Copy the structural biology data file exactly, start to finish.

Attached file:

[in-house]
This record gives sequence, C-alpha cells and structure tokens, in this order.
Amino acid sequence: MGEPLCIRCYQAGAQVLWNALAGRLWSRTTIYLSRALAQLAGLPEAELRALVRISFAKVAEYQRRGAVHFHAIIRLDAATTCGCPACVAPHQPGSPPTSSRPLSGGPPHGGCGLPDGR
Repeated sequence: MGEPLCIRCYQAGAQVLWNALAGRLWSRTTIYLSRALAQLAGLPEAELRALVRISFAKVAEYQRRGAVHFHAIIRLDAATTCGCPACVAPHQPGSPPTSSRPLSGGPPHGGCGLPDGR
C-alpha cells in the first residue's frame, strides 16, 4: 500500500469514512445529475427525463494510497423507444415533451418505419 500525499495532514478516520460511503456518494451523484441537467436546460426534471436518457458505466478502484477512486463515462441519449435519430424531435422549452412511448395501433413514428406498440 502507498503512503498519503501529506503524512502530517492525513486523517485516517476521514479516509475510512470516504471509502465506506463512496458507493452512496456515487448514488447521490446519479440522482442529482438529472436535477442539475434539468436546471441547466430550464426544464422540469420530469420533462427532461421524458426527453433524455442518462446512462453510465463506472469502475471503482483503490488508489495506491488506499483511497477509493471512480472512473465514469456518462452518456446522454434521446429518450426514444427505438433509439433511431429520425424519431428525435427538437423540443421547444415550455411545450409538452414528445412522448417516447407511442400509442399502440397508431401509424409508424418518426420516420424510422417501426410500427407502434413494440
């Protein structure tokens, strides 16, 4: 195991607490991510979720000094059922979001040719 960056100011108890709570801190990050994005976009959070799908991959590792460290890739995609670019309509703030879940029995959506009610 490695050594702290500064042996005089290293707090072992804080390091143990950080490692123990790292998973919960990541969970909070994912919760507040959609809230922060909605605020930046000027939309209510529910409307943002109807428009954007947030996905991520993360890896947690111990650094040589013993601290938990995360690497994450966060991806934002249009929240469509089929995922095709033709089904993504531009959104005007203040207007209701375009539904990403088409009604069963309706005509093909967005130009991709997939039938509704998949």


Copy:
[in-house]
This record gives sequence, C-alpha cells and structure tokens, in this order.
Amino acid sequence: MGEPLCIRCYQAGAQVLWNALAGRLWSRTTIYLSRALAQLAGLPEAELRALVRISFAKVAEYQRRGAVHFHAIIRLDAATTCGCPACVAPHQPGSPPTSSRPLSGGPPHGGCGLPDGR
Repeated sequence: MGEPLCIRCYQAGAQVLWNALAGRLWSRTTIYLSRALAQLAGLPEAELRALVRISFAKVAEYQRRGAVHFHAIIRLDAATTCGCPACVAPHQPGSPPTSSRPLSGGPPHGGCGLPDGR
C-alpha cells in the first residue's frame, strides 16, 4: 500500500469514512445529475427525463494510497423507444415533451418505419 500525499495532514478516520460511503456518494451523484441537467436546460426534471436518457458505466478502484477512486463515462441519449435519430424531435422549452412511448395501433413514428406498440 502507498503512503498519503501529506503524512502530517492525513486523517485516517476521514479516509475510512470516504471509502465506506463512496458507493452512496456515487448514488447521490446519479440522482442529482438529472436535477442539475434539468436546471441547466430550464426544464422540469420530469420533462427532461421524458426527453433524455442518462446512462453510465463506472469502475471503482483503490488508489495506491488506499483511497477509493471512480472512473465514469456518462452518456446522454434521446429518450426514444427505438433509439433511431429520425424519431428525435427538437423540443421547444415550455411545450409538452414528445412522448417516447407511442400509442399502440397508431401509424409508424418518426420516420424510422417501426410500427407502434413494440
């Protein structure tokens, strides 16, 4: 195991607490991510979720000094059922979001040719 960056100011108890709570801190990050994005976009959070799908991959590792460290890739995609670019309509703030879940029995959506009610 490695050594702290500064042996005089290293707090072992804080390091143990950080490692123990790292998973919960990541969970909070994912919760507040959609809230922060909605605020930046000027939309209510529910409307943002109807428009954007947030996905991520993360890896947690111990650094040589013993601290938990995360690497994450966060991806934002249009929240469509089929995922095709033709089904993504531009959104005007203040207007209701375009539904990403088409009604069963309706005509093909967005130009991709997939039938509704998949």